Welcome! What part of Georgia are you from?
I have 4 Glocks, two with the 5.5 lb. connectors (G 17 and G 21) and two with the 3.5 lb. connectors - the Glock models 34 and 35. For me, the 3.5 lb. connector is a good deal easier to shoot accurately. This isn't just an opinion I pulled out of the air. I have compared my G 34 with my G 21 in timed and scored tests and my 34 almost always wins out over the 21. Part of the reason may be the difference in calibers since the 21 (.45 cal.)obviously has more recoil. But when I have used IPSC scoring, giving the higher caliber gun more points for less than center hits on target, I still come out on top with the 34 nearly always. If you decide to go with a 3.5 connector, you can purchase one for about $25 and it is fairly easy to install yourself.
3.5# for carry and competition is legal. If concerned, just stay with the Glock manufactured connector when you buy one. Most 1911 models already have much lighter triggers than Glocks.
As for compensated models, you mentioned carrying for protection. Most self-defense shootings take place in low-light situations. The twin upward flashes from the barrel ports will ruin your night vision and that is a factor that you must take into consideration. Also remember that all defensive shootings may not be at arms length. You may have to shoot while holding the weapon close to your body or maybe your face and in those situations, you will will wish that you did not have a compensated barrel and even worse, you may hesitate to shoot and that hesitation might not be to your advantage.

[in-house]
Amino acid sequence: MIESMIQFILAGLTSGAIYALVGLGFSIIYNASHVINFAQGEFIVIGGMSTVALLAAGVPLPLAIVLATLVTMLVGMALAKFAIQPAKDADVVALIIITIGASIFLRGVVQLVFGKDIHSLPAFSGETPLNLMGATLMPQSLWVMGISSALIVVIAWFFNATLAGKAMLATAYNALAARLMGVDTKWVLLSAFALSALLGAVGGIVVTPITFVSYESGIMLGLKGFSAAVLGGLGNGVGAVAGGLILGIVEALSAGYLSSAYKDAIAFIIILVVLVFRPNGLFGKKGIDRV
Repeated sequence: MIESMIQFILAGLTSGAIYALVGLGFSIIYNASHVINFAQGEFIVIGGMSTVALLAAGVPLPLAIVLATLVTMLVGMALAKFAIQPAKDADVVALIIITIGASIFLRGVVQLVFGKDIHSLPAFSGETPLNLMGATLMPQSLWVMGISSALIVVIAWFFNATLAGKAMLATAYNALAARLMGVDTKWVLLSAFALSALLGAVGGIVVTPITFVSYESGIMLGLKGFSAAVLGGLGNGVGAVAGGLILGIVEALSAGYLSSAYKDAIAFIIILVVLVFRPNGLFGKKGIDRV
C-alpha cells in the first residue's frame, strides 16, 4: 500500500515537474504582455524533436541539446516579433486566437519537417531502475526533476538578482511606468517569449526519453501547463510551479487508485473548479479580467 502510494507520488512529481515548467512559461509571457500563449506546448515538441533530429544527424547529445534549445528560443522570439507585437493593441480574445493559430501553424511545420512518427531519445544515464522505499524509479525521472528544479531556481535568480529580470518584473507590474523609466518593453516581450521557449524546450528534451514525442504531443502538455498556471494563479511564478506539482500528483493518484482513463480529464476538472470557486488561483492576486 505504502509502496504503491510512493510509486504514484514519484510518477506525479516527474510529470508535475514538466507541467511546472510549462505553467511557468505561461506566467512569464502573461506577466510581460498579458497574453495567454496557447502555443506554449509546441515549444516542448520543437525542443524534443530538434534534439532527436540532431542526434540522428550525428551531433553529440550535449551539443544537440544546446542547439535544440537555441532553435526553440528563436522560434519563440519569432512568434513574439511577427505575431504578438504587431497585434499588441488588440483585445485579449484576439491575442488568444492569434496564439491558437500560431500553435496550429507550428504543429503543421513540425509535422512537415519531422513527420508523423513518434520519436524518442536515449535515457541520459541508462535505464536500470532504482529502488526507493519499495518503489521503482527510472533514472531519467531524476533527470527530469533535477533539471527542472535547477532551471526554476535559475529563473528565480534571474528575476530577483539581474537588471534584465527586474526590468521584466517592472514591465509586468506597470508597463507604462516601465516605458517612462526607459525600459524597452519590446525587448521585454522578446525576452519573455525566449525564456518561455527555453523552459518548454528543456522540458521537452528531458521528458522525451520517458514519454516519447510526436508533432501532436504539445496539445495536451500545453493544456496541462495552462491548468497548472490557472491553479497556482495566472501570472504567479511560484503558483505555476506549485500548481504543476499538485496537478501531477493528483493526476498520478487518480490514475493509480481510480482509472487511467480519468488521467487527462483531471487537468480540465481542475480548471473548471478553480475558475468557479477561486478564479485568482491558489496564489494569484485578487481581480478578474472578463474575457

As for recoil, I shoot 9mm, .40, and 357SIG and have never considered having a compensated barrel. You probably won't either once you get your pistol and get comfortable shooting.
The Glock 3.5 connector is inexpensive and easily installed. Makes for a much more accurate trigger, in my view. The trigger pull is still hard enough that I would not worry about an AD. In my experience, most AD's with Glocks tend to occur when competitors use the Glock reset point (well short of having the trigger go back to its original cocked position) and slightly misjudge where that point is. If you let the trigger go all the way back to its battery position, there should be no AD possibility.
However, the liability issue is everpresent if you use this connector in a home defense gun in which this is not the stock part. People have different views on this but I decided to reinstall the Glock factory 5.5 connector in my home defense G 21 because of my concern over this.
So far, I think all the concern over a commercially available (even from the original manufacture) modification is unfounded.
Not that some modifications are not truly illegal but specifically the trigger pull mod., on a glock.
I havenít seen anyone that seems to be paranoid about it post a link to a legal case yet that shows there should be any concern.
Anyone know of any you can link to?